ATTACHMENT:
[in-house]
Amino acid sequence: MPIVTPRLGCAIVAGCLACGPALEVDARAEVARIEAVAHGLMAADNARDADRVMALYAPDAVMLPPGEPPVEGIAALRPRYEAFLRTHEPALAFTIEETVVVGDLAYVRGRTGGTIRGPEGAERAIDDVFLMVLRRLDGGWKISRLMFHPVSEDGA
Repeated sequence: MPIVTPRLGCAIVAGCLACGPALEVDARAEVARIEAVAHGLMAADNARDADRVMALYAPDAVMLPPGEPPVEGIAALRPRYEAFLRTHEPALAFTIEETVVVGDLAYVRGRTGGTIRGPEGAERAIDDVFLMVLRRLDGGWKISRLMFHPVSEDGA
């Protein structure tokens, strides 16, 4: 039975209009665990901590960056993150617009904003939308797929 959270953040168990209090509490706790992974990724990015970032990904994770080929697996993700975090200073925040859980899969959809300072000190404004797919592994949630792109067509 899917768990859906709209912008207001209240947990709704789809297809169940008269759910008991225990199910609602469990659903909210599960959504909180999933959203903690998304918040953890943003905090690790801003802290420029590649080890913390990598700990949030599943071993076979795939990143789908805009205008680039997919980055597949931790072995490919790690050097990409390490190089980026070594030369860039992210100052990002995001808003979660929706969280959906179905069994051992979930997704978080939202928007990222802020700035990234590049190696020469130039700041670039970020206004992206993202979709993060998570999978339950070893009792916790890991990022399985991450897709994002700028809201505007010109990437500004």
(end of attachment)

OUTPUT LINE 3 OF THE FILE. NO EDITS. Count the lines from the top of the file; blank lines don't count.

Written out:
Repeated sequence: MPIVTPRLGCAIVAGCLACGPALEVDARAEVARIEAVAHGLMAADNARDADRVMALYAPDAVMLPPGEPPVEGIAALRPRYEAFLRTHEPALAFTIEETVVVGDLAYVRGRTGGTIRGPEGAERAIDDVFLMVLRRLDGGWKISRLMFHPVSEDGA